Recumbent bicycles – should the law mandate their visibility?

Submission to the Australian Bicycle Council / Australian Road Rules Maintenance Group regarding perceived visibility of recumbent bicycles and tricycles and other Human Powered Vehicles.

The Bicycle Transportation Alliance of Western Australia has been asked to provide comment on a proposal to increase regulation and legal compliance of human powered vehicles.  This proposal appears to be based based on spurious and anecdotal experiential demand, rather than a clear scientific, needs analysis based objective response to an over-representation of recumbent HPV’s in vehicle collisions, near collisions, lost time injury, hospitalisations and fatalities.

The Bicycle Transportation Alliance of WA (BTAWA) is Western Australian’s largest bicycle advocacy group, with members and affiliate cycling organisations representing over 1000 cyclists.  Established in 1993 from many long existing cycling groups, the BTAWA is dedicated to ecological sustainability, achieving public health improvement, advocating for increased and improved cycling transport infrastructure, and promoting everyday cycling.

An amendment is proposed to the Australian Road Rules that would mandate the display of an orange flag on recumbent cycles to increase the visibility and safety of the rider and other road users.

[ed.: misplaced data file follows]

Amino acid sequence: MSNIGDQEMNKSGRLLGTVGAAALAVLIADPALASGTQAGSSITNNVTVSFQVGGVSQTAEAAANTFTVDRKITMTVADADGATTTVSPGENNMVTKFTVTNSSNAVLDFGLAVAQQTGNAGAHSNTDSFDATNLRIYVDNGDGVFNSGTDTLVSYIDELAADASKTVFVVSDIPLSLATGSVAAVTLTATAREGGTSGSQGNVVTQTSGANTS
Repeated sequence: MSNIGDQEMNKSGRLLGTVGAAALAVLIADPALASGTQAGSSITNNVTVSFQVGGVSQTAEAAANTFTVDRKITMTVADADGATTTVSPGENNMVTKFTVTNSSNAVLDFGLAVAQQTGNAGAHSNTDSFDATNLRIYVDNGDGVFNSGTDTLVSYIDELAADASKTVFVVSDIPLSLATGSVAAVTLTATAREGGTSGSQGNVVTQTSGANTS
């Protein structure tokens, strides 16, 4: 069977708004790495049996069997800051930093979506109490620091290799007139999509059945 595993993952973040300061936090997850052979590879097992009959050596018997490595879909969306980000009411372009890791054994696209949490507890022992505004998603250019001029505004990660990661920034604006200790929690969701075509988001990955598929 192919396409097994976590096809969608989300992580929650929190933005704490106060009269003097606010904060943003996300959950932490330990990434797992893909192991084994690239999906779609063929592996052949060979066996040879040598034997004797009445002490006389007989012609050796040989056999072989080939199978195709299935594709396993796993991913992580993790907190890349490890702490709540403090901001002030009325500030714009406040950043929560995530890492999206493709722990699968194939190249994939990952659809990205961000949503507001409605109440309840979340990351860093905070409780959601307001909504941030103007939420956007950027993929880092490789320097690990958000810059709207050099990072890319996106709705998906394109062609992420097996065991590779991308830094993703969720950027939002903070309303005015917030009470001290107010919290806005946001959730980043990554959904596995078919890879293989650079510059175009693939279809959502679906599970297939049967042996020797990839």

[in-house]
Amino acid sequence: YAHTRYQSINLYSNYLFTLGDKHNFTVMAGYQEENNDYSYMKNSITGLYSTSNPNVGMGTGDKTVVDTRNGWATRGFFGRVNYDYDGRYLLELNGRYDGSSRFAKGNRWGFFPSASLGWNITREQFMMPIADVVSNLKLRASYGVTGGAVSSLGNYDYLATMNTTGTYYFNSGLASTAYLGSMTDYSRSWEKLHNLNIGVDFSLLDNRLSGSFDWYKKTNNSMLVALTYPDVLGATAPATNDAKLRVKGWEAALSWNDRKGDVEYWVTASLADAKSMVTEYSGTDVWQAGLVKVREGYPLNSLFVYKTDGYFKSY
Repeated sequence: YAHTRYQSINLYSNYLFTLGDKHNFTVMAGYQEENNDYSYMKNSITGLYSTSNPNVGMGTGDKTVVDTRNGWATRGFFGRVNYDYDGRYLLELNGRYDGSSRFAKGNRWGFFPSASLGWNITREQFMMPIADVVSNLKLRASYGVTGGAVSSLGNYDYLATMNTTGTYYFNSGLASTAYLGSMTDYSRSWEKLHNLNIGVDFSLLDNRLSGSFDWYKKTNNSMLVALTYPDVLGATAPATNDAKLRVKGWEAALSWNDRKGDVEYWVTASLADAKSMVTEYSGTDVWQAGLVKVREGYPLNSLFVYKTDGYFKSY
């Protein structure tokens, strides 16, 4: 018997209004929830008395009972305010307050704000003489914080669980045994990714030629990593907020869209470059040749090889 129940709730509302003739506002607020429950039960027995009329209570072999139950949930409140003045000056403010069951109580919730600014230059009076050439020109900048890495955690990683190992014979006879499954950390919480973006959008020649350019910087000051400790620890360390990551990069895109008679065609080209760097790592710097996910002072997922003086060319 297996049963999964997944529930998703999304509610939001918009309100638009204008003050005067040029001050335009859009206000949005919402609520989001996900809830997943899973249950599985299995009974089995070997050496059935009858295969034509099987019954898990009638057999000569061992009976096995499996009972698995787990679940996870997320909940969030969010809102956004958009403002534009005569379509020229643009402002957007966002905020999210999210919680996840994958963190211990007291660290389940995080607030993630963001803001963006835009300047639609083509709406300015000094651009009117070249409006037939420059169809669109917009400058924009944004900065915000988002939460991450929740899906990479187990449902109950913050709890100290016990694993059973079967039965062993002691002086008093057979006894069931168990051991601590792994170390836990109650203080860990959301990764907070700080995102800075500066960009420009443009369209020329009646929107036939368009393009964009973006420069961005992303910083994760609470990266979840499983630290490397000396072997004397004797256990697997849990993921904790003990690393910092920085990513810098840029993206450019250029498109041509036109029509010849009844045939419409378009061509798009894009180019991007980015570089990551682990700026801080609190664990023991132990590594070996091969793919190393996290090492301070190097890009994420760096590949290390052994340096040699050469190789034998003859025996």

The proposal is to define a recumbent cycle and to require the display of one orange flag at a height not less than 1.5 metres above the ground.
The purpose of this proposal is to enhance the visibility of recumbent cycle riders and to increase their safety.
I would appreciate your comments with regard to this proposal.  Any suggestions to improve this proposal would also be appreciated.

The view of the BTAWA is that any amendment to the Australian Road Rules should be based on sound empirical evidence, responding to an identified need, with clear safety outcomes a defined goal.  So we would ask the following questions and make comment:

  1. The proposal to define recumbents does appear to largely redundant. “Recumbent” can be defined as ‘lying down, either prone or supine’, any such HPV would therefore require the passenger/engine to assume that position.
  2. Exactly what percentage of cyclists do recumbents represent in differing jurisdictions?
  3. What needs analysis has been conducted to determine that such changes to legislation, regulation or code of practice are urgently needed, justified or even desirable?  Without a comprhensive needs analysis any such move for greater regulation would be precipitate.
  4. Has there been any empirical evidence that compulsory addition of an orange flag at a height of no-less than 1.5m above the ground will deliver guaranteed and deliverable safety and health outcomes?  Why 1.5m and not 1.3 or 1.8m?
  5. Within the totality of vehicle collisions, near-collisions, lost time injury, hospitalisations and fatalities are recumbent riders disproportionately over-represented?
  6. Have recumbent riders and recumbent manufacturers’ been consulted on this matter?
  7. Has any social or cultural analysis been conducted to determine any reduction in cyclist participation rates through compulsory addition of an orange flag?  What are the public health outcomes from any possible reduction in participation rates?
  8. What benefits are anticipated to result from any such change for ‘other road users’?
  9. To what extent has overseas experience been sought to avoid us ‘reinventing the wheel’?
  10. It is very important that any proposed changes to “increase visibility” avoid the massive legal challenges that occurred via the change to Australian Design Rule ADR 19/01 subsequently modified into ADR 19/02 regarding compulsory motorcycle ‘lights on’.